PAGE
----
Warren commissioners considering not collecting a portion of property taxes in 2022

A Warren County resident receives a home delivered meal as part of the Elderly Services Program. It is one of many services provided to the elderly who wish to live independently in their own home. CONTRIBUTED/COUNCIL ON AGING
Caption
A Warren County resident receives a home delivered meal as part of the Elderly Services Program. It is one of many services provided to the elderly who wish to live independently in their own home. CONTRIBUTED/COUNCIL ON AGING

Warren County commissioners might not collect a portion of property taxes for tax year 2021 because of a surplus of revenue.

If approved at the next commission meeting Tuesday, an estimated $8 million would be returned to taxpayers.

Taxpayers would still be required to pay their bills. However, property owners might see nearly 3.5 mills taken off their 2021 tax bills that are payable in 2022, and the Elderly Services Program levy wouldn’t be collected.

ExploreHeading into ‘crunch time’ as Union Village prepares for the Dayton Homearama

Warren County Commission President David Young said this has been something he has wanted to do for taxpayers and that now was the time to do it.

He said it’s a way to indirectly reduce property taxes as a cushion for taxpayers who my see increased taxes due the revaluation of the county.

Young said the county “did well in 2020 without the federal government without ridiculous windfall of borrowed money.”

“Warren County is fiscally conservative,” he said. “Everything we do we treat the taxpayers dollars as if it was our own checkbook.”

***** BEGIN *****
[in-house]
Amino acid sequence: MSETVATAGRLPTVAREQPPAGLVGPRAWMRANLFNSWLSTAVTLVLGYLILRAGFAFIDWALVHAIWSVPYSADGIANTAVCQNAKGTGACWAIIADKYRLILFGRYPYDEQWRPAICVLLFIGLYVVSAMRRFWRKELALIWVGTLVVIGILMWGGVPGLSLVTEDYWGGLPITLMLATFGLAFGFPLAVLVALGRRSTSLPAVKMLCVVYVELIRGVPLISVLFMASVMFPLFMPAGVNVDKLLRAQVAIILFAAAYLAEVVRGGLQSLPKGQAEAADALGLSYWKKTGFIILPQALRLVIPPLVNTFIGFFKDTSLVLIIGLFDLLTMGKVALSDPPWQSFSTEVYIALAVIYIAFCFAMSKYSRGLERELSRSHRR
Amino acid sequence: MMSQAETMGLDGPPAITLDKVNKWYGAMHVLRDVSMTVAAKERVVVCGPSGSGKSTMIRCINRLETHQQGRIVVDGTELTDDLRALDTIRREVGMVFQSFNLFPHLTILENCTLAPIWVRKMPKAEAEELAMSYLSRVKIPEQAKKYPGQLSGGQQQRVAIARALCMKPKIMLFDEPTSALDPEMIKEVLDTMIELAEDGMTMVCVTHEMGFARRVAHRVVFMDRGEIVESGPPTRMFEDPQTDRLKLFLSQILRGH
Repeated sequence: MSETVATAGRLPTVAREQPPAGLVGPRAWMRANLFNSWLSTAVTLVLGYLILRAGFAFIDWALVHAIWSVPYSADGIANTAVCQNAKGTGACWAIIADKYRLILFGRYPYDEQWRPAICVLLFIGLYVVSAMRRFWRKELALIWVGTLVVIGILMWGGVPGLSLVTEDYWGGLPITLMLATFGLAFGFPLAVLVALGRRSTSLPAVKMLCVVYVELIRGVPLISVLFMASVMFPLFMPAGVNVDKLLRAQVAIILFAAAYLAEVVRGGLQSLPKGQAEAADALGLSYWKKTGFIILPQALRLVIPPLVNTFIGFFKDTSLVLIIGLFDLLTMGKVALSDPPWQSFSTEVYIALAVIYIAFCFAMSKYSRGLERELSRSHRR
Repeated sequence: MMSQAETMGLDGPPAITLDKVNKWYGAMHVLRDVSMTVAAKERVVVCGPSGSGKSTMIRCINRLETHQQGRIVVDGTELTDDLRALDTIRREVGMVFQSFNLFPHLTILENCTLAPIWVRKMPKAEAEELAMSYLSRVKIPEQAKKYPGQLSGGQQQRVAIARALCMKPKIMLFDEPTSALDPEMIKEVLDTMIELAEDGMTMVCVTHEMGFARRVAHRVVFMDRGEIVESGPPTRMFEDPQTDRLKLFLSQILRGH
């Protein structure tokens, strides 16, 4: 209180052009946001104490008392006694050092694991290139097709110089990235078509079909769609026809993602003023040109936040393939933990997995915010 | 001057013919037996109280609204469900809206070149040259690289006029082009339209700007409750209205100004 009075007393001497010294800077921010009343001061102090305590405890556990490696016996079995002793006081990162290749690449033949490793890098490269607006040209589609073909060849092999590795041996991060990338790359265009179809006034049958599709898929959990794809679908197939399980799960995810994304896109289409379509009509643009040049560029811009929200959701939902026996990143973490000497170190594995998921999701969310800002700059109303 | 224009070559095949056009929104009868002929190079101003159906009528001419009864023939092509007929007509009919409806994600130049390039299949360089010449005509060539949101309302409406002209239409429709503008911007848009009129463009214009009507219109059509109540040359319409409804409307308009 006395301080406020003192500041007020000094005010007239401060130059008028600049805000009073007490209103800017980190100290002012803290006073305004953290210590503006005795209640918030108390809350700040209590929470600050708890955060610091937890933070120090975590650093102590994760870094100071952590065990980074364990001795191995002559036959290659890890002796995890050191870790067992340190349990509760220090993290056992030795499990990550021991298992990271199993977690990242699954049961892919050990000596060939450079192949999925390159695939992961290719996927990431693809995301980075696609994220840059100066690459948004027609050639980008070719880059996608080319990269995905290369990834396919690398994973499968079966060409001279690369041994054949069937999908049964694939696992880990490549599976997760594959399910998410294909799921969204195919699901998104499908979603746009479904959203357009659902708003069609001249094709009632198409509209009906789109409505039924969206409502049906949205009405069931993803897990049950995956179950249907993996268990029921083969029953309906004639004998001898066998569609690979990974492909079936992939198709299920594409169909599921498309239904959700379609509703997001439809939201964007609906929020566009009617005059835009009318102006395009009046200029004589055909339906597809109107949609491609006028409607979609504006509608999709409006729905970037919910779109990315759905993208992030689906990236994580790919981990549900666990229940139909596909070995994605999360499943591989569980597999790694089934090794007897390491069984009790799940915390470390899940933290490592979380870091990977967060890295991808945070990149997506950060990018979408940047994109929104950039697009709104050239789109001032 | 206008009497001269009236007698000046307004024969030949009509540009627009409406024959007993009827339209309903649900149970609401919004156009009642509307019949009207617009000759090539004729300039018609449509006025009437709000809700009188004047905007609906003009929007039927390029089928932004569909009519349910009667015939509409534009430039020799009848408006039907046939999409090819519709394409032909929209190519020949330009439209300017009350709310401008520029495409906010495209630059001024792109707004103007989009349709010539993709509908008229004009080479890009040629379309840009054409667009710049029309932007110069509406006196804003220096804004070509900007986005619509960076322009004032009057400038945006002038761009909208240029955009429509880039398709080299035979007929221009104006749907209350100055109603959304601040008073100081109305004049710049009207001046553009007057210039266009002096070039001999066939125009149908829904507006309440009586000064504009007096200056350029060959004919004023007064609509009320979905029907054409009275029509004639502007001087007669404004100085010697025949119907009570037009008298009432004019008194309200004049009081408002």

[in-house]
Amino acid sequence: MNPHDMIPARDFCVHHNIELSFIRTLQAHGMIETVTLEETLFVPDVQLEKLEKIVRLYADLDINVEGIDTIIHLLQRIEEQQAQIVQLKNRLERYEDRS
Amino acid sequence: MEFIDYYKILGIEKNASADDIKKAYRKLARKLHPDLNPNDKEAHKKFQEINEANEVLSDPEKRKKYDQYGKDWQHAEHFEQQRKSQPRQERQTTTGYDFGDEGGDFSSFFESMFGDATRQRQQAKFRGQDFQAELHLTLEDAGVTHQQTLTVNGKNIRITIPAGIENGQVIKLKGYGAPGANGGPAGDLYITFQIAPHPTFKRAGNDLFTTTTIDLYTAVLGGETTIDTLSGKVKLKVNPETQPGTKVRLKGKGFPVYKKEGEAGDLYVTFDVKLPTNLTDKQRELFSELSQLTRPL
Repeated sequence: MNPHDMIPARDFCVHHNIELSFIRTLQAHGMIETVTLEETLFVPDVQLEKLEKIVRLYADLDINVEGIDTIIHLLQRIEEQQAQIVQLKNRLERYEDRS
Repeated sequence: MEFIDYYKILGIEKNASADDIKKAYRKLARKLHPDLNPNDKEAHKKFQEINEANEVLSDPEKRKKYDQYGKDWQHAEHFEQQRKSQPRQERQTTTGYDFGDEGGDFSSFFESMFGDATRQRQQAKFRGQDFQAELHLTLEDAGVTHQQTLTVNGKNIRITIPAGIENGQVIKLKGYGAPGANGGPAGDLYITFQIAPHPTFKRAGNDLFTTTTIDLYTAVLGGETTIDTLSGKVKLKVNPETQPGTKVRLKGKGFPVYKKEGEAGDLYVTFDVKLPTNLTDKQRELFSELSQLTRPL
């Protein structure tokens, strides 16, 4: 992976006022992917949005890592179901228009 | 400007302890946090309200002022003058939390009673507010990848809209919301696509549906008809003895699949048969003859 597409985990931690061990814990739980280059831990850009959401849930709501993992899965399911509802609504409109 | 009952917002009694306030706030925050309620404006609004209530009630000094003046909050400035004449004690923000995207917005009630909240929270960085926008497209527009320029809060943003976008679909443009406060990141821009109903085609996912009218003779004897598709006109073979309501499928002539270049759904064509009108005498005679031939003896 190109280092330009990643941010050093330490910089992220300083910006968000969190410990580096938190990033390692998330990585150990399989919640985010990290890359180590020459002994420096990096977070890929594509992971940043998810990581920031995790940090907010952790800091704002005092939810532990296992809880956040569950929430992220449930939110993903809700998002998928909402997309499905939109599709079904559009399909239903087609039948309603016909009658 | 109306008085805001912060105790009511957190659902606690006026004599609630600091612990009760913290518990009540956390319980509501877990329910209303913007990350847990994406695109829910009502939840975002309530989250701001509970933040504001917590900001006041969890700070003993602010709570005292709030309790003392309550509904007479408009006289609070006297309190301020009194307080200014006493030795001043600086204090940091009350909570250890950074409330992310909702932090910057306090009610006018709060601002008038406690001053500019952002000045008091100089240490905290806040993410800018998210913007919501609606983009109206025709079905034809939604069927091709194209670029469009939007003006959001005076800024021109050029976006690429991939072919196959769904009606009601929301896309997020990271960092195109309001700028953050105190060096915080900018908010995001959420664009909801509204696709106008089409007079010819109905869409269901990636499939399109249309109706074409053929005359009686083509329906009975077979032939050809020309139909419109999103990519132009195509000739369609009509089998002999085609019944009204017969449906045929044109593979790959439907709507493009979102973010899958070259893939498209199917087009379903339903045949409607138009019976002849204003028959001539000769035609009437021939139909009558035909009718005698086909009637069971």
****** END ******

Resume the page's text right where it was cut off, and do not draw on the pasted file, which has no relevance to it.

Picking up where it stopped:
County Auditor Matt Nolan said the Council on Aging for Southwestern Ohio, the multi-county agency that serves older adults , recommended not collecting its portion because of a growing surplus funds received from the levy and the federal government estimated at more than $11.26 million. Nolan said they wanted to spend that down.

“These problems are the ones we like to have,” Nolan said.

In the previous levy cycle from 2012 to 2016, they had more than $6.65 million extra unspent that they carried over, Suzanne Burke, president and CEO of the Council on Aging, told the commissioners.

Burke said the drivers for the surplus included about $3 million more in levy revenue; $664,000 more in federal revenue; and $3.2 million less in expenses due to the caseload not growing.

In the current levy cycle that expires at the end of 2021, Burke said they projected an ending balance of about $3.1 million, but anticipate carrying over more than $11.2 million.

As before, Burke said the drivers for the larger revenues in this levy cycle included $3.2 million in unanticipated levy revenue; $1 million in one-time federal COVID-19 funding; and lower service use because of the COVID-19 shutdown for adult day care, transportation, and home health care.

All revenues generated in Warren County are used to assist elderly Warren County residents, county and Council on Aging officials said.

ExplorePREVIOUS COVERAGE: Warren County commissioner: Don’t send us federal COVID-19 relief funds

Nolan said his office and the county commissioners office would be providing more information about the 2022 plan to not collect the inside millage from property owners in the coming weeks.

The Elderly Services Program costs a property owner about $35 per $100,000 in property valuation. According to Warren County documents, the levy generates about $7.67 million a year.

The Warren County commissioners approved the first of two resolutions to place the five-year renewal of the 1.2 mill Elderly Services Program levy on the Nov. 2 general election ballot. Approval of the levy will not increase taxes.

The commissioners will make their final decision on the non-collection of its inside millage for 2021 and to proceed with placing the Elderly Services Program renewal levy at it next meeting on Tuesday.